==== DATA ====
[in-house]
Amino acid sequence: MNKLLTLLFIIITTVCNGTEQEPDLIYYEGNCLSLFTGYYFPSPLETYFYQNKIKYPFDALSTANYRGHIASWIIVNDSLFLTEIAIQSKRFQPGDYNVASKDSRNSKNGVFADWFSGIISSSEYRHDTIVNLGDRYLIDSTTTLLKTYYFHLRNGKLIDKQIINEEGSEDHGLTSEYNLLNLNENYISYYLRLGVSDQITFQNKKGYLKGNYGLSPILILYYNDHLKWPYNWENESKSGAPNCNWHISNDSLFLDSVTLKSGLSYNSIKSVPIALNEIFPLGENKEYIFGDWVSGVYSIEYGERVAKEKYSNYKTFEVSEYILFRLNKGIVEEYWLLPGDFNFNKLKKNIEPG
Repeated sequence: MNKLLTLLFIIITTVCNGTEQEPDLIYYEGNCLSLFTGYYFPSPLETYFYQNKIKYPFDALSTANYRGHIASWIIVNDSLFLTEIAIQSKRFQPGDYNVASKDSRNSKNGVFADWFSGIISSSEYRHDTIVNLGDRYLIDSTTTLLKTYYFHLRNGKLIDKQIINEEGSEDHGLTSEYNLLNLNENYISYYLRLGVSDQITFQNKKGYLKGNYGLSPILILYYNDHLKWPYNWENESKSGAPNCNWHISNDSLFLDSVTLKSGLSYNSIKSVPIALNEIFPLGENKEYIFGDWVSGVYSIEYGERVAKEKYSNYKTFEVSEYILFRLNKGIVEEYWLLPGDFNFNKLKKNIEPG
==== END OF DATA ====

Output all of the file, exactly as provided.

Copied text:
[in-house]
Amino acid sequence: MNKLLTLLFIIITTVCNGTEQEPDLIYYEGNCLSLFTGYYFPSPLETYFYQNKIKYPFDALSTANYRGHIASWIIVNDSLFLTEIAIQSKRFQPGDYNVASKDSRNSKNGVFADWFSGIISSSEYRHDTIVNLGDRYLIDSTTTLLKTYYFHLRNGKLIDKQIINEEGSEDHGLTSEYNLLNLNENYISYYLRLGVSDQITFQNKKGYLKGNYGLSPILILYYNDHLKWPYNWENESKSGAPNCNWHISNDSLFLDSVTLKSGLSYNSIKSVPIALNEIFPLGENKEYIFGDWVSGVYSIEYGERVAKEKYSNYKTFEVSEYILFRLNKGIVEEYWLLPGDFNFNKLKKNIEPG
Repeated sequence: MNKLLTLLFIIITTVCNGTEQEPDLIYYEGNCLSLFTGYYFPSPLETYFYQNKIKYPFDALSTANYRGHIASWIIVNDSLFLTEIAIQSKRFQPGDYNVASKDSRNSKNGVFADWFSGIISSSEYRHDTIVNLGDRYLIDSTTTLLKTYYFHLRNGKLIDKQIINEEGSEDHGLTSEYNLLNLNENYISYYLRLGVSDQITFQNKKGYLKGNYGLSPILILYYNDHLKWPYNWENESKSGAPNCNWHISNDSLFLDSVTLKSGLSYNSIKSVPIALNEIFPLGENKEYIFGDWVSGVYSIEYGERVAKEKYSNYKTFEVSEYILFRLNKGIVEEYWLLPGDFNFNKLKKNIEPG